Do bigger tires work without lifting? This is a question that has been debated for decades. There are many opinions, but few facts about the matter. In this article, we will explore and discuss both sides of the argument so you can make an informed decision on what to do with your truck or SUV.
Many of the experts we spoke to recommend a lift kit when you want larger tires, but there is no evidence that bigger tires without some sort of modification will actually work. The main reason for this opinion is because most factory lower control arms are designed for stock size wheels and they don’t have as much room before beginning to touch the body with taller sidewalls. This can lead to alignment issues such as camber thrust or toe-in wear. One expert told us in an interview: “If your truck has been upgraded from it’s original suspension height then adding larger tire sizes becomes less important.” What does this mean? It means if you’ve lifted your vehicle at all, why not go ahead and add a set of big meats on too?
FACT: The main reason for this opinion is because most factory lower control arms are designed for stock size wheels and they don’t have as much room before beginning to touch the body with taller sidewalls. This can lead to alignment issues such as camber thrust or toe-in wear.
This means if you’ve lifted your vehicle at all, why not go ahead and add a set of big meats on too?
The Pros Of Larger Tires Without A Lift Kit Include:
- Better gas mileage since there will be less air being compressed by tires;
- More contact patch which provides more traction in various conditions;
- Increased stability over bumps and rough roads since the tire has more surface area touching them than it does without larger tires.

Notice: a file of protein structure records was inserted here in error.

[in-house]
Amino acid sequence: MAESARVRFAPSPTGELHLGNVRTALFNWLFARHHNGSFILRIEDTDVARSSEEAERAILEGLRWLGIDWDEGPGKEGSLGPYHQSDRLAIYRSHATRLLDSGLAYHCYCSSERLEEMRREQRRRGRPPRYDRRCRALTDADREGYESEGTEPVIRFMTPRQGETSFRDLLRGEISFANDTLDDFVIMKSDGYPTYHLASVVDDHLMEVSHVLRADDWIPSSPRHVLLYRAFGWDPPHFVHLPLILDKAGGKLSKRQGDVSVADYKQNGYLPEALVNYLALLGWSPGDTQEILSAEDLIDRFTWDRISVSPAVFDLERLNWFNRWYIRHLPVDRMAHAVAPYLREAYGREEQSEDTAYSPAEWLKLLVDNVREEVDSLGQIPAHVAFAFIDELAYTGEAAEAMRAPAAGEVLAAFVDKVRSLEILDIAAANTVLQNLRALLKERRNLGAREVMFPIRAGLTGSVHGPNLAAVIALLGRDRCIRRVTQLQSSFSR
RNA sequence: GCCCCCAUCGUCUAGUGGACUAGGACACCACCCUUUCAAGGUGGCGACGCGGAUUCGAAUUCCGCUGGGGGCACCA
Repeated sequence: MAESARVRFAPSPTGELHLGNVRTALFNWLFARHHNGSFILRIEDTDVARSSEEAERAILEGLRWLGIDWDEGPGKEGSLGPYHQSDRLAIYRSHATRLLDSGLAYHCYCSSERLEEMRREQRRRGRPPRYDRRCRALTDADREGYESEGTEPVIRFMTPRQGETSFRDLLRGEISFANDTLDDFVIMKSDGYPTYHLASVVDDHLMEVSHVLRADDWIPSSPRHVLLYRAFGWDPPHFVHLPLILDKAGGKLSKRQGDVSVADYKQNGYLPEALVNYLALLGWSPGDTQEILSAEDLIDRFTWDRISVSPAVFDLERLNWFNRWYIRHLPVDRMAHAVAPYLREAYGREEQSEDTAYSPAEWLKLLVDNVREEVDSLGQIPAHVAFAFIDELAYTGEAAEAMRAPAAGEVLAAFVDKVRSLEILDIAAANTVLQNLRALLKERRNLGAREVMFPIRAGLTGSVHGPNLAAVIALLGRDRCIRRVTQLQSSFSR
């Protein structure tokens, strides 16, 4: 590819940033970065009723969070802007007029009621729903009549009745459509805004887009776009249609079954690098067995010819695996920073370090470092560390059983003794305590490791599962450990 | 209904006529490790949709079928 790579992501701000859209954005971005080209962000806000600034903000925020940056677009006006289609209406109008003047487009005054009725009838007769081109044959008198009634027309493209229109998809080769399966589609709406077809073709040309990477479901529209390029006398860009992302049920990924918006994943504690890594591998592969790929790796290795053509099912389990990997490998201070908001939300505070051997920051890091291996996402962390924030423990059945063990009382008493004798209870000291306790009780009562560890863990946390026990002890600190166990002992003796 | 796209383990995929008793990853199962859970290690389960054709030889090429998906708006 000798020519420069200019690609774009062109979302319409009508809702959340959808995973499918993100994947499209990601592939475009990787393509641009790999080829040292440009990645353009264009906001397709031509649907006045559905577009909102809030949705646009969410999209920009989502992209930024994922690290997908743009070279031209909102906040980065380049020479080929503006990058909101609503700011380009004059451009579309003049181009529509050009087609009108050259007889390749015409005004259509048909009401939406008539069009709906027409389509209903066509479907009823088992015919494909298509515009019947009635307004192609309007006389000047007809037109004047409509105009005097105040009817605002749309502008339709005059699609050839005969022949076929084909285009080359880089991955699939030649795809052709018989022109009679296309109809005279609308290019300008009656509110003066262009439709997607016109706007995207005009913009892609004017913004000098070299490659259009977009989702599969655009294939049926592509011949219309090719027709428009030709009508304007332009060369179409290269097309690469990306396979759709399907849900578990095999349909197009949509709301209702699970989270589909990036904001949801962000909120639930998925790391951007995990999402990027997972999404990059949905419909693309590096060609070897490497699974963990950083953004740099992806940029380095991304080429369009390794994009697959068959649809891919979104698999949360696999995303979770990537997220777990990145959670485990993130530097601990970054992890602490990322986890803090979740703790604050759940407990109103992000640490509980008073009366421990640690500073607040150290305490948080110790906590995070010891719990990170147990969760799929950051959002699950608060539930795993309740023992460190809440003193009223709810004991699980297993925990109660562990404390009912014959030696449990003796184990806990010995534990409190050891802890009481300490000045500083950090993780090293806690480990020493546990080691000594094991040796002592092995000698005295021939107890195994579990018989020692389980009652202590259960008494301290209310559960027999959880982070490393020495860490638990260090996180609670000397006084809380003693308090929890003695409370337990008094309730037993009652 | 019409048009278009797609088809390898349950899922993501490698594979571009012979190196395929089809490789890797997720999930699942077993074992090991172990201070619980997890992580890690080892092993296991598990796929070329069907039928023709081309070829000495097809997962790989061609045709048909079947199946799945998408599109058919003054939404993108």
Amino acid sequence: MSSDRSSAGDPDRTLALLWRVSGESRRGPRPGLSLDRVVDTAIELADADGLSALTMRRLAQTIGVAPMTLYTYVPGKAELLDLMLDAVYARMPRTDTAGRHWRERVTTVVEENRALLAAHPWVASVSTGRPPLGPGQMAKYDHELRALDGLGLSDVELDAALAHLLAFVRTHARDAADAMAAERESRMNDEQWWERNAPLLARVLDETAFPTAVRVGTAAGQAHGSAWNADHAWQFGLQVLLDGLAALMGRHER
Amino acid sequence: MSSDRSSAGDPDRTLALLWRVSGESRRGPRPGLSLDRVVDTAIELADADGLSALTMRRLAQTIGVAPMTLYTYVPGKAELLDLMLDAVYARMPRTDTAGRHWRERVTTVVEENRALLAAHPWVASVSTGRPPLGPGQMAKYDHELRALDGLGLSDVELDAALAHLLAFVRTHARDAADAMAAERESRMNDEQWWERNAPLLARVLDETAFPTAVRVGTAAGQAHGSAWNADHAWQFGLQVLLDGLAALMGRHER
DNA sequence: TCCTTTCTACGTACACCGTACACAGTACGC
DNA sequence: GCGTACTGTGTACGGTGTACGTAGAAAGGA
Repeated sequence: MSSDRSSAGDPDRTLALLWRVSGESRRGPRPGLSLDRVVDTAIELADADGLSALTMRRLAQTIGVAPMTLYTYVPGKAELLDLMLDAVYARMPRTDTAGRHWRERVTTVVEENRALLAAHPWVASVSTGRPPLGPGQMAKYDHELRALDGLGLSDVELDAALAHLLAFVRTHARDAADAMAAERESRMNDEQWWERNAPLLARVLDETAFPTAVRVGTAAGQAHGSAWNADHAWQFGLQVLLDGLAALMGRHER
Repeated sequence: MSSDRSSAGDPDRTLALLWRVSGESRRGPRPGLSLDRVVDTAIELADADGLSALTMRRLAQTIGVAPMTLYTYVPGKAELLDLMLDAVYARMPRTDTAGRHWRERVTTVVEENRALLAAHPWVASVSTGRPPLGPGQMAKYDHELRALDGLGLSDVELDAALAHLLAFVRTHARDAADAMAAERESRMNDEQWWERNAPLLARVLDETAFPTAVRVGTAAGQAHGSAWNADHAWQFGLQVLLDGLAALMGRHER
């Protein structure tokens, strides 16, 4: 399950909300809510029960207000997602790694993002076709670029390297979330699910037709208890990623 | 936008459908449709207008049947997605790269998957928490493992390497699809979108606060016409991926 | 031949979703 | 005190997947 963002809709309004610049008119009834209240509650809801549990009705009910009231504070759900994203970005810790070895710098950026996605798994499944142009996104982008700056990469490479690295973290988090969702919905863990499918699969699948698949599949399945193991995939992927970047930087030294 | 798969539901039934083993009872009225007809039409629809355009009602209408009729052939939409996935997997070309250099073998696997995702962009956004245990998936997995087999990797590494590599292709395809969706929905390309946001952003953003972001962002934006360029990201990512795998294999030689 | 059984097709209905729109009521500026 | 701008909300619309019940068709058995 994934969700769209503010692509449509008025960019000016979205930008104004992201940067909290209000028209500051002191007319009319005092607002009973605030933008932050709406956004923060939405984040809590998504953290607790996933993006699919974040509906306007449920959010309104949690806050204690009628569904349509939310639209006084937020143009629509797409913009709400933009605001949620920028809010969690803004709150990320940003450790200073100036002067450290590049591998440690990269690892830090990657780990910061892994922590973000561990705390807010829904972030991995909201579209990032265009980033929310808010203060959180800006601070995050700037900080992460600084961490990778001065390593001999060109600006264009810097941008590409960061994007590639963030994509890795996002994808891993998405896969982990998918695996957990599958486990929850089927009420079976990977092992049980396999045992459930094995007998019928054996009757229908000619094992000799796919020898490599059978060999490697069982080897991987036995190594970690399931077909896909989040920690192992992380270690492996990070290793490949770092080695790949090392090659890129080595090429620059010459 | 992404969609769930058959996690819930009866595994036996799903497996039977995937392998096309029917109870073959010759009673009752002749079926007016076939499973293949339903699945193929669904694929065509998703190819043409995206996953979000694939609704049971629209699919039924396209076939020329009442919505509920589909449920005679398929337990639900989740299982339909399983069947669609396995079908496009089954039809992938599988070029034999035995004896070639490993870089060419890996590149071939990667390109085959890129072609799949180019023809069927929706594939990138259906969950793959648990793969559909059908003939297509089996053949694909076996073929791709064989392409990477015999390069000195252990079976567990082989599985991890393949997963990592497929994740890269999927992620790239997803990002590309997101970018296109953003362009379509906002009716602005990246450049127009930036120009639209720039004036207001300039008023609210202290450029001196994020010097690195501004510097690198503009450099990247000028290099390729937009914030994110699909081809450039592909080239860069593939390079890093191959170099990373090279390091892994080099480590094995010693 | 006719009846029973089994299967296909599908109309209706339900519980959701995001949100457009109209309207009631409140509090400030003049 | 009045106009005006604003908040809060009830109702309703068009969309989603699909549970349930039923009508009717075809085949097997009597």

The Cons Of Larger Tires Without A Lift Kit Include:
- Poor ride quality due to the taller sidewalls and less suspension travel;
- Slower acceleration on highways with lower gears;
- More expensive tires because of increased wear.
For some people, these disadvantages may be too much for them to handle so they will opt out of using larger tires without a lift kit while others choose it as an upgrade that makes their vehicle more capable off-road or in adverse driving conditions.
What should you do? We recommend considering both options before making your final decision. Another thing we’ve learned is that there are many different ways to go about getting bigger wheel sizes if this article hasn’t convinced you one way or another! If you’re willing to get a suspension kit then you can use your factory control arms and axles, or if that’s not an option for you then there are other options like buying adapters.
You could also choose to keep the stock size wheels on your truck and just go with taller tires by installing new extended wheel studs (or locking lug nuts) in order to increase tire height without modifying the suspension system. This is an inexpensive way of getting taller sidewalls which will provide better stability off-road or when driving over bumps but it may be harder on gas mileage than smaller sized tires would be because of more air being compressed inside each tire so it’ll depend on how often you do those things!
Ultimately, only YOU know what works best for YOUR vehicle.